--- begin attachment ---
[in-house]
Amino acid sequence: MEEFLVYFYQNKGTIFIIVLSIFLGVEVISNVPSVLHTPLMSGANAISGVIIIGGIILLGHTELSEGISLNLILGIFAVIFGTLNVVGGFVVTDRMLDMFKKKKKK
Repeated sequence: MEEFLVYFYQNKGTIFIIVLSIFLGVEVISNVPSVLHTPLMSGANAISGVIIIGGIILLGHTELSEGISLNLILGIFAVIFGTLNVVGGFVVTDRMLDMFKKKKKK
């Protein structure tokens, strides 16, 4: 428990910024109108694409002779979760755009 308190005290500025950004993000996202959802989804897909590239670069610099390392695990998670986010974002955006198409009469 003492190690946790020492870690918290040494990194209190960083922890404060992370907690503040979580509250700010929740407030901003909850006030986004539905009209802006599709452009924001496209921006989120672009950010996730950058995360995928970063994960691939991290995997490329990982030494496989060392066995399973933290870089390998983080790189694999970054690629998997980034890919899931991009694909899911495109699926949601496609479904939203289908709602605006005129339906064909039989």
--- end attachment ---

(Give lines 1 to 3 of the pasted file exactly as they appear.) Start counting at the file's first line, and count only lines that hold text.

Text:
[in-house]
Amino acid sequence: MEEFLVYFYQNKGTIFIIVLSIFLGVEVISNVPSVLHTPLMSGANAISGVIIIGGIILLGHTELSEGISLNLILGIFAVIFGTLNVVGGFVVTDRMLDMFKKKKKK
Repeated sequence: MEEFLVYFYQNKGTIFIIVLSIFLGVEVISNVPSVLHTPLMSGANAISGVIIIGGIILLGHTELSEGISLNLILGIFAVIFGTLNVVGGFVVTDRMLDMFKKKKKK